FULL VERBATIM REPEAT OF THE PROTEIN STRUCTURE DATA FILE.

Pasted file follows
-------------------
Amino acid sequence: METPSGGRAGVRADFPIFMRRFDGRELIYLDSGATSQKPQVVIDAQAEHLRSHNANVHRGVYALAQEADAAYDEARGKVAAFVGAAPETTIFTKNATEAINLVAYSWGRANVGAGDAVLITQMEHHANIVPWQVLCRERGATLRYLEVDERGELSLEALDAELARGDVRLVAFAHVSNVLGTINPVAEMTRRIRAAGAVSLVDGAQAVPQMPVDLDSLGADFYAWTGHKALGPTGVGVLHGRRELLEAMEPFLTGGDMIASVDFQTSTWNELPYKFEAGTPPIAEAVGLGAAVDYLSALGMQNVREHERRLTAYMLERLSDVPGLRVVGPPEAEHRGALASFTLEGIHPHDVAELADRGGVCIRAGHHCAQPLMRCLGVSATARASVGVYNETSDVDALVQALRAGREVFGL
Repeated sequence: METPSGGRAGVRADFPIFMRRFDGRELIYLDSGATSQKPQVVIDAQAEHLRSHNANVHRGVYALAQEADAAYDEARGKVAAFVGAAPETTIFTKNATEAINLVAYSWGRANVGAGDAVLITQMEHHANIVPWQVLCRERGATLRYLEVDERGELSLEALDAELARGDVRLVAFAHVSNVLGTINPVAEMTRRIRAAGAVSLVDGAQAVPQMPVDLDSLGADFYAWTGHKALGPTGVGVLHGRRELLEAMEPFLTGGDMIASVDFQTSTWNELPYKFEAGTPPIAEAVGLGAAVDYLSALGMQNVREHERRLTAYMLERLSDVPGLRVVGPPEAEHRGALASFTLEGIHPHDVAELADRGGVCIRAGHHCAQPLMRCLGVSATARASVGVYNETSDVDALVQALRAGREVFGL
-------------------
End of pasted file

Amino acid sequence: METPSGGRAGVRADFPIFMRRFDGRELIYLDSGATSQKPQVVIDAQAEHLRSHNANVHRGVYALAQEADAAYDEARGKVAAFVGAAPETTIFTKNATEAINLVAYSWGRANVGAGDAVLITQMEHHANIVPWQVLCRERGATLRYLEVDERGELSLEALDAELARGDVRLVAFAHVSNVLGTINPVAEMTRRIRAAGAVSLVDGAQAVPQMPVDLDSLGADFYAWTGHKALGPTGVGVLHGRRELLEAMEPFLTGGDMIASVDFQTSTWNELPYKFEAGTPPIAEAVGLGAAVDYLSALGMQNVREHERRLTAYMLERLSDVPGLRVVGPPEAEHRGALASFTLEGIHPHDVAELADRGGVCIRAGHHCAQPLMRCLGVSATARASVGVYNETSDVDALVQALRAGREVFGL
Repeated sequence: METPSGGRAGVRADFPIFMRRFDGRELIYLDSGATSQKPQVVIDAQAEHLRSHNANVHRGVYALAQEADAAYDEARGKVAAFVGAAPETTIFTKNATEAINLVAYSWGRANVGAGDAVLITQMEHHANIVPWQVLCRERGATLRYLEVDERGELSLEALDAELARGDVRLVAFAHVSNVLGTINPVAEMTRRIRAAGAVSLVDGAQAVPQMPVDLDSLGADFYAWTGHKALGPTGVGVLHGRRELLEAMEPFLTGGDMIASVDFQTSTWNELPYKFEAGTPPIAEAVGLGAAVDYLSALGMQNVREHERRLTAYMLERLSDVPGLRVVGPPEAEHRGALASFTLEGIHPHDVAELADRGGVCIRAGHHCAQPLMRCLGVSATARASVGVYNETSDVDALVQALRAGREVFGL